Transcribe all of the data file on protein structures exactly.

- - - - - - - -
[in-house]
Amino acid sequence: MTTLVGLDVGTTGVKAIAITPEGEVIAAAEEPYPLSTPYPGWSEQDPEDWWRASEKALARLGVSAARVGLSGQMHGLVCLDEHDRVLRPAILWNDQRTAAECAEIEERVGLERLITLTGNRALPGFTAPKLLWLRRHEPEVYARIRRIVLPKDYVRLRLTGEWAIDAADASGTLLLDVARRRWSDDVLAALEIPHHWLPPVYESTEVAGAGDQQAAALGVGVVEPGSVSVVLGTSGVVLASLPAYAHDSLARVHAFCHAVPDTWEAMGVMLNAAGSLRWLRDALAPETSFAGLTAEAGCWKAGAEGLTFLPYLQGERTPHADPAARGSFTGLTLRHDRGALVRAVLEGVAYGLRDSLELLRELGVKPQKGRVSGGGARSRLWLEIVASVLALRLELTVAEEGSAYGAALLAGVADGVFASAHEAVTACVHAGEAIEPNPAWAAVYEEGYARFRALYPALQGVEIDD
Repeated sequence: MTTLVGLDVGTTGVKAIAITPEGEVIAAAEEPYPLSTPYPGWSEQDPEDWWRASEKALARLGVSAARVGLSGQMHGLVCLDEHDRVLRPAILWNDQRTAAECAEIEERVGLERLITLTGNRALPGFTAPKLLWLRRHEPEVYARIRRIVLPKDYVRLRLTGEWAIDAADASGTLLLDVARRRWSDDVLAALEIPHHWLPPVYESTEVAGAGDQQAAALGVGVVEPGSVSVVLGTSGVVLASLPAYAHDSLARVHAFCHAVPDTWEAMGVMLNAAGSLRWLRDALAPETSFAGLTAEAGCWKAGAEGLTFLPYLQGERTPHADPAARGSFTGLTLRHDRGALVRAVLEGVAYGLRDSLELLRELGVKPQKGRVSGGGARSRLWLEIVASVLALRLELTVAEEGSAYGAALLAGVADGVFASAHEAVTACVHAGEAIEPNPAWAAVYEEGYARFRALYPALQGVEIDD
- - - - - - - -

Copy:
[in-house]
Amino acid sequence: MTTLVGLDVGTTGVKAIAITPEGEVIAAAEEPYPLSTPYPGWSEQDPEDWWRASEKALARLGVSAARVGLSGQMHGLVCLDEHDRVLRPAILWNDQRTAAECAEIEERVGLERLITLTGNRALPGFTAPKLLWLRRHEPEVYARIRRIVLPKDYVRLRLTGEWAIDAADASGTLLLDVARRRWSDDVLAALEIPHHWLPPVYESTEVAGAGDQQAAALGVGVVEPGSVSVVLGTSGVVLASLPAYAHDSLARVHAFCHAVPDTWEAMGVMLNAAGSLRWLRDALAPETSFAGLTAEAGCWKAGAEGLTFLPYLQGERTPHADPAARGSFTGLTLRHDRGALVRAVLEGVAYGLRDSLELLRELGVKPQKGRVSGGGARSRLWLEIVASVLALRLELTVAEEGSAYGAALLAGVADGVFASAHEAVTACVHAGEAIEPNPAWAAVYEEGYARFRALYPALQGVEIDD
Repeated sequence: MTTLVGLDVGTTGVKAIAITPEGEVIAAAEEPYPLSTPYPGWSEQDPEDWWRASEKALARLGVSAARVGLSGQMHGLVCLDEHDRVLRPAILWNDQRTAAECAEIEERVGLERLITLTGNRALPGFTAPKLLWLRRHEPEVYARIRRIVLPKDYVRLRLTGEWAIDAADASGTLLLDVARRRWSDDVLAALEIPHHWLPPVYESTEVAGAGDQQAAALGVGVVEPGSVSVVLGTSGVVLASLPAYAHDSLARVHAFCHAVPDTWEAMGVMLNAAGSLRWLRDALAPETSFAGLTAEAGCWKAGAEGLTFLPYLQGERTPHADPAARGSFTGLTLRHDRGALVRAVLEGVAYGLRDSLELLRELGVKPQKGRVSGGGARSRLWLEIVASVLALRLELTVAEEGSAYGAALLAGVADGVFASAHEAVTACVHAGEAIEPNPAWAAVYEEGYARFRALYPALQGVEIDD